About 1.2 million people who identify as members of the Rohingya ethnic group have fled their homes in western Myanmar’s Rakhine state. As many as 700,000 relocated to Bangladesh since August 2017. Aid agencies are struggling to adequately serve people who are dependent on aid, including those in local communities.

World Vision has served more than 178,000 refugees in Bangladesh with food, water, sanitation facilities, shelter, and other items.

5. Somalia — 986,400 refugees

The number of Somali refugees actually declined slightly in 2017 to 986,400. Most refugees have settled in Kenya, Ethiopia, or Yemen. Some have lived in massive refugee camps for years. About 100,000 have returned to the country since June 2016, largely due to the Kenyan government’s intent to eventually close Dadaab refugee camp, at one time the world’s largest. But the widespread humanitarian need continues as a result of conflict and recurring and severe drought inside Somalia. Within Somalia, an estimated more than 2 million people are displaced because of insecurity.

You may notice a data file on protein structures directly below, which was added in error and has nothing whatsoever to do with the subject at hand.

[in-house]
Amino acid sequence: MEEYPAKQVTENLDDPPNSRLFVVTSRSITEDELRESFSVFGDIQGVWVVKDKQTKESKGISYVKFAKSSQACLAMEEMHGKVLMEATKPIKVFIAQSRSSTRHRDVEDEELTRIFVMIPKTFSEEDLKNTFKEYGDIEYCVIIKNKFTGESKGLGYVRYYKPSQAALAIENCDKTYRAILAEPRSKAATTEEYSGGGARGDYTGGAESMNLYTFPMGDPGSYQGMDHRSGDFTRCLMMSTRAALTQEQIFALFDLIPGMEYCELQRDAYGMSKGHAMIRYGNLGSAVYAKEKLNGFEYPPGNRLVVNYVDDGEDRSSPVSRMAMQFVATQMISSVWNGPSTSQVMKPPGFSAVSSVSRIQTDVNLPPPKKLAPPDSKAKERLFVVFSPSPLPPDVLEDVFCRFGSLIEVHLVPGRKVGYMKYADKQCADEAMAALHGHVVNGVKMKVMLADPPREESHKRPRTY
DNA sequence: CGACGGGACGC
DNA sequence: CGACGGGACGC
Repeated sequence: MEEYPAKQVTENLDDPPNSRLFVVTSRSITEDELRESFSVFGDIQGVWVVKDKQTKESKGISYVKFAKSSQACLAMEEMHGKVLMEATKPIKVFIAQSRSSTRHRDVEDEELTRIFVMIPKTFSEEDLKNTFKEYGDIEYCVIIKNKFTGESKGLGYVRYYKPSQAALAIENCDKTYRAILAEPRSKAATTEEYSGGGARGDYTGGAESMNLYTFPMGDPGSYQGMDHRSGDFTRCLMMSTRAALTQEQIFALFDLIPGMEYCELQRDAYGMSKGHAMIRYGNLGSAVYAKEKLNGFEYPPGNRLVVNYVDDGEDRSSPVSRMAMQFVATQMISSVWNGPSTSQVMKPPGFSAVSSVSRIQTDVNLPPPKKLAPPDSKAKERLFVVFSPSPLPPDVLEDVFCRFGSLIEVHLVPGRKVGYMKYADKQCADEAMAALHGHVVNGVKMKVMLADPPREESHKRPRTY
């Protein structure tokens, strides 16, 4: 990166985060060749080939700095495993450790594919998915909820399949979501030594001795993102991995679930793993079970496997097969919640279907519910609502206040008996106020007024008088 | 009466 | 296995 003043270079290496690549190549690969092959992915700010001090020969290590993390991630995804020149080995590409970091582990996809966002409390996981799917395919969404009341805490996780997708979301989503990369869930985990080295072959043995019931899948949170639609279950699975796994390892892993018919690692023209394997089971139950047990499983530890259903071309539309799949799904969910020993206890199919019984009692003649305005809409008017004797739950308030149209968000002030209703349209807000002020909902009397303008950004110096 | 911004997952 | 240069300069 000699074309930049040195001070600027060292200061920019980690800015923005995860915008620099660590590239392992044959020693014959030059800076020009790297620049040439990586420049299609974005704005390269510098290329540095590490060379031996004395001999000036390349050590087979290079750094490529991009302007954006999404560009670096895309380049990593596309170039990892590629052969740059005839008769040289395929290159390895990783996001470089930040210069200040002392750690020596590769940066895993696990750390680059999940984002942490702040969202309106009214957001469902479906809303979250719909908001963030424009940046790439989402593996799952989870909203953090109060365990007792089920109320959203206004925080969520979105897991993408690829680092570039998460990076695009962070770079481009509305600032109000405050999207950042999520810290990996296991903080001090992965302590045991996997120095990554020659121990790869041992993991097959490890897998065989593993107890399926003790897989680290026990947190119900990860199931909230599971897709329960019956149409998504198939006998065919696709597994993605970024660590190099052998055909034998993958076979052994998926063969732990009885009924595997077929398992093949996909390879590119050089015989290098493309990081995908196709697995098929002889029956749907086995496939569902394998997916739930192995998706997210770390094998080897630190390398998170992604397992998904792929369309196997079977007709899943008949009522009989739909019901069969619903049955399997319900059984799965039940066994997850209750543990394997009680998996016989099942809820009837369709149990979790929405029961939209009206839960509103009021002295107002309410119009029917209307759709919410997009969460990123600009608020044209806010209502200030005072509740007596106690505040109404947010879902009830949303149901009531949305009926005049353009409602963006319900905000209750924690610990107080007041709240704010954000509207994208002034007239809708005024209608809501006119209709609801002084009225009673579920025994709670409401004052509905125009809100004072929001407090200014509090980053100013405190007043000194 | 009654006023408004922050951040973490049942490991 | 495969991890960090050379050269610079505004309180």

Chris Huber and Kathryn Reid of World Vision in the U.S. contributed to this article.


View All Stories
The Syrian refugee crisis is now the largest refugee and displacement crisis of our time. Because of the Syrian civil war, 5.6 million people have fled Syria as refugees, putting a strain on the region’s ability to cope. And another 6.1 million people are displaced within Syria.
From the Field

Syrian refugee crisis: Facts, FAQs, and how to help

Syrian refugees in Lebanon informal tented settlement. Aysha, 29, a Syrian refugee in Lebanon’s Bekaa Valley, sits inside the tent where her family lives since fleeing from Syria. Her children include (left to right) Islam, 2 ½; on her lap, Ahdy, 1; and Catherine, 5.

Hope in hard places: Pray for Syria


View All Stories
Christmas is the perfect time to remember White Jade, World Vision’s first sponsored child.

The story of White Jade, World Vision’s first sponsored child

Jhalak, left, reads with his sister at the reading corner his family created in their home in Nepal. Reading corners are part of the literacy program World Vision created to increase literacy rates in Nepal.
From the Field

Literacy rates are improving in Nepal